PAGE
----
The riverine environment can be seriously damaged by direct works on the river-bed (artificial banks, excavations in the riverbed, barriers, dams) or by the cultivation and urbanization of the natural flood areas, which often remove or reduce riparian forests and wetlands(question 1).
Floods are common events, and they are essential to the evolution of the river-bed morphology. Over time they find an equilibrium profile. Oftentimes floods create great economic loss and even fatalities, which could have been prevented if building had been restricted in flood plains, man-made alterations of the river had been limited, and natural flood-prevention structures (wetlands, riparian zones, channels) had been left in place (question 9).
The water and the transported materials, which in a normal situation would disperse in the flood areas, are forced to flow and settle in a dammed area. The material, which settles within the banks, causes the river-bed to rise, and the huge amount of water flows with an increasing erosive force. Breaking of the banks and flooding is the likely result of removing the natural protection.
Besides increased flood potential, poorly designed flood regulation works can interrupt the continuity and the exchange between the river and the surrounding environment, and reduce biodiversity, found within a wild healthy river. Without trees on its banks, bends, rocks or ponds, the river is forced to flow along a constricted channel. These natural elements are able to shelter a large variety of animals and plants. Hindering the natural development means limiting its capacity to create habitats and consequently to shelter certain species. In addition, the loss of biodiversity reduces the self-purifying capacity of the river, compromises the entire river ecosystem, and makes it more vulnerable to stressful conditions (e.g.polluting and waste water discharges).
Overall, altering a river’s profile and making it uneven by dams or barrage barriers, blocks the natural transport of material (sand, gravels and pebbles), hinders the movement of aquatic species, and endangers their survival (questions 9-10).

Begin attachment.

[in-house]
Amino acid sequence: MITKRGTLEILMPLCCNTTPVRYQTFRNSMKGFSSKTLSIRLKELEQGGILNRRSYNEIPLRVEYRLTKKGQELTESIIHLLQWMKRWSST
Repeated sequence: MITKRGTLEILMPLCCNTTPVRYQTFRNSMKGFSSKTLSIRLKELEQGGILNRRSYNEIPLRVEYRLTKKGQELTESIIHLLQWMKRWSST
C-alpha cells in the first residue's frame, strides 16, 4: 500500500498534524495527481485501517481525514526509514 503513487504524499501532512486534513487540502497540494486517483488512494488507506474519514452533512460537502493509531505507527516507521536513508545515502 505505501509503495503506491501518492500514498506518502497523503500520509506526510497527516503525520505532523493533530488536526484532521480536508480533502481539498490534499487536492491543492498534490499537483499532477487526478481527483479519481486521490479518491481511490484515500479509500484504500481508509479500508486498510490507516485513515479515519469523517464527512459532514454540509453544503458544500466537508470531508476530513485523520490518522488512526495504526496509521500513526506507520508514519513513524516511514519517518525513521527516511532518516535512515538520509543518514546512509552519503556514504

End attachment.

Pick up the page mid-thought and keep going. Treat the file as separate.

The waterproofing effect is another risk of concreting the river banks and the same riverbed. This produces a real waterproofing effect on the river and limits or even completely stops the natural exchange of water with the riparian area and the ground-water table (aquifer) which is found below and along the sides of a river. The difficulty or the interruption of this exchange can result in the biological death of the ground-water table and consequently the death of the numerous organisms that live there and provide self-purification functions. Besides, as a result of an isolated ground-water table, the water flow is reduced and it is no longer able to work as a balancing element. In natural conditions, during floods, the ground-water table receives water from the river and in this way decreases the river’s flow and flooding. On the contrary, during low water conditions, the ground-water table gives water back to the river. Therefore, the proper functioning of this natural water-exchanging mechanism reduces the effects of floods and assists during low water conditions, which serve to benefit both man and all other living organisms within the river system (questions 9-10).